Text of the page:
For years, Dorna CEO Carmelo Ezpeleta has fought tooth and nail to reduce the technical disparity between various manufacturers in MotoGP in an attempt to create closer and more spectator-friendly racing – much to the annoyance of the factories.
A few years ago, after much negotiation and horse-trading, Ezpeleta had finally managed to get the manufacturers to agree to standardised or ‘spec’ ECU software from 2016 onwards. However, still convinced that the manufacturers are using the IMU (Inertial Measurement Unit) to gain an unfair advantage, Dorna has now decided to introduce a spec IMU, starting 2019.
While this will definitely infuriate the engineers at the factories, you’re probably wondering what this means to you, while sitting and watching the races from your couch at home. It’s important to know exactly what an IMU is to understand what implications a spec IMU will have on racing, next year.
Things are about to get a little technical, but bear with us for a moment…
An Inertial Measurement Unit is a sensory device that sends information to the ECU regarding the bike’s orientation. It consists of gyroscopes and accelerometers, and it generally measures six aspects of movement: three rotational components and three translational components (point-to-point motion). The rotational components consist of pitch (dive under braking and squat under acceleration), roll (the bike leaning into corners) and yaw (the change in direction of the motorcycle). The translational components are longitudinal (front-to-back movement), lateral or transverse (side-to-side movement), and vertical (up-and-down movement). Using all of this data, the IMU can give the ECU some important information – like how hard the motorcycle is accelerating or braking, its lean angle, and how sharply it’s turning.
Since the IMU is not a single sensor but a box full of sensors, it also needs to have its own software in order to compile the data from all these sensors and convert it into useful information for the ECU; and while Dorna has enforced spec software for the ECU, there is no rule regarding the software for the IMU. This leaves the door open, albeit very slightly, for manufacturers to exercise some witchcraft.
How does this affect the bike?
By modifying or ‘doping’ the signals being sent by the IMU to the ECU, one can trick the ECU into reacting in a different manner than it otherwise would. One can even add some functionality that has been removed by the spec ECU software.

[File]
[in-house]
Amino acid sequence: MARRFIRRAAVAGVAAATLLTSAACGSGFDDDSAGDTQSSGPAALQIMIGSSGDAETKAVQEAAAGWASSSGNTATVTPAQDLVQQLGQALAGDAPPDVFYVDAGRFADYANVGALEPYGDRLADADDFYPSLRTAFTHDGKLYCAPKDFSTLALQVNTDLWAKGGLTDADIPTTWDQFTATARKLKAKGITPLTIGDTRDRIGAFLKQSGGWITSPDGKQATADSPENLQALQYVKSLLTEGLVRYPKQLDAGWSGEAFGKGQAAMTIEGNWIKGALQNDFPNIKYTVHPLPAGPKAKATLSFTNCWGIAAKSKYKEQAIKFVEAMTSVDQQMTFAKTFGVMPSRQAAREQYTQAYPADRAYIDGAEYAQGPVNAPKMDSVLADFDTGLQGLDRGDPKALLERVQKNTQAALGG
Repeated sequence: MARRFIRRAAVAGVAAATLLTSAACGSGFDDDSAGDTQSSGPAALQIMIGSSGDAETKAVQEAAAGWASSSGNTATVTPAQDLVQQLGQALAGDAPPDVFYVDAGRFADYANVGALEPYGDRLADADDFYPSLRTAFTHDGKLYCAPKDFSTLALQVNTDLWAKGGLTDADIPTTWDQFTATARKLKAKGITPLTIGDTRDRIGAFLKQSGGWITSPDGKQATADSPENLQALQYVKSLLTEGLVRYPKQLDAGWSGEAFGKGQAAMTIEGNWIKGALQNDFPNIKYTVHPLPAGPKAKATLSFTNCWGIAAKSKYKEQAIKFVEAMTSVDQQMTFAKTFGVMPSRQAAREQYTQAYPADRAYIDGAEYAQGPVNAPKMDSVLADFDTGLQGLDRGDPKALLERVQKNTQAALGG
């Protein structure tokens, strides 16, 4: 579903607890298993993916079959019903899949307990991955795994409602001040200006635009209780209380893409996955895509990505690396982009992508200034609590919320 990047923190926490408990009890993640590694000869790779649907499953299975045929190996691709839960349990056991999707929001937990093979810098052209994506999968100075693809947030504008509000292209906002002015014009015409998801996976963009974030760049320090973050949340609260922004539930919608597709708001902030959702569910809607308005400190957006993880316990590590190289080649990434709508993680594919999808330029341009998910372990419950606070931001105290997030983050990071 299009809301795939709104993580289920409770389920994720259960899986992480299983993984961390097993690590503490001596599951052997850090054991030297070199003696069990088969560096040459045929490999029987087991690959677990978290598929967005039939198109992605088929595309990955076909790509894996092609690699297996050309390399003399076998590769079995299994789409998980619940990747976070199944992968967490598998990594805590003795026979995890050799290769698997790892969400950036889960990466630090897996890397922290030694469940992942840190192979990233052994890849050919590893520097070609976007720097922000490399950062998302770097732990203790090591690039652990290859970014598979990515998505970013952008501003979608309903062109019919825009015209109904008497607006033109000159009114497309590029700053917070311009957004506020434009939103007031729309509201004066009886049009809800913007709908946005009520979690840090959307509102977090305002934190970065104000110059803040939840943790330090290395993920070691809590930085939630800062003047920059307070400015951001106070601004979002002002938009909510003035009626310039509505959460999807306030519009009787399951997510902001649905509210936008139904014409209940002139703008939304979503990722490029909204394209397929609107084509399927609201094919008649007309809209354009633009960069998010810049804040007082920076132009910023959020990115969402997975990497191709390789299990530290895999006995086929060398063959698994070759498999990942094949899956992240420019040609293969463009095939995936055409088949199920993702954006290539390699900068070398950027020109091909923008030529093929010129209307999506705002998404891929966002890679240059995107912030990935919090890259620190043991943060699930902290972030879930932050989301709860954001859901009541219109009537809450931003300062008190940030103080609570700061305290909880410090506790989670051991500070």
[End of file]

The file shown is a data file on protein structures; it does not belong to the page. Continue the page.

For example, previously, the ECU could read tyre temperature as well as lean angle and adjust the traction control system accordingly; now, the ECU can rely only on lean angle to adjust traction control (an intentional limitation), with the rider having to account for tyre temperature himself.
Every MotoGP motorcycle has something called a CAN module or a CAN bus. This is an electronic network that interlinks all the various sensors and computer systems on the motorcycle. The IMU is connected to this CAN bus, which means that it can receive inputs from any of the hundreds of sensors on the motorcycle, including tyre temperature. Using this, it can send ‘doped’ lean angle data to the ECU, in effect allowing the ECU to account for changes in tyre temperature.
This is just one of many ways in which the software in the IMU can be used to overcome the limitations of the spec software in the ECU, and you can be sure that every manufacturer has an army of engineers solely dedicated to doing just this.
So how will a spec IMU help?
By clamping down and forcing the teams to use a spec IMU, the software inside the IMU will be locked, as well. This will prevent manufacturers from gaining any sort of undue advantage. It will be the latest in a long line of regulations enforced by Carmelo Ezpeleta in an attempt to bridge the performance gaps between the various motorcycles on the grid.
This is a decision that would have certainly received strong opposition from the manufacturers – and it is remarkable that Mr. Ezpeleta has been able to strong-arm them into submission. One of the biggest drivers for factories to go racing is the opportunity to rapidly develop new and more modern technology. By forcing them to implement standardised components, Dorna is severely limiting said opportunity.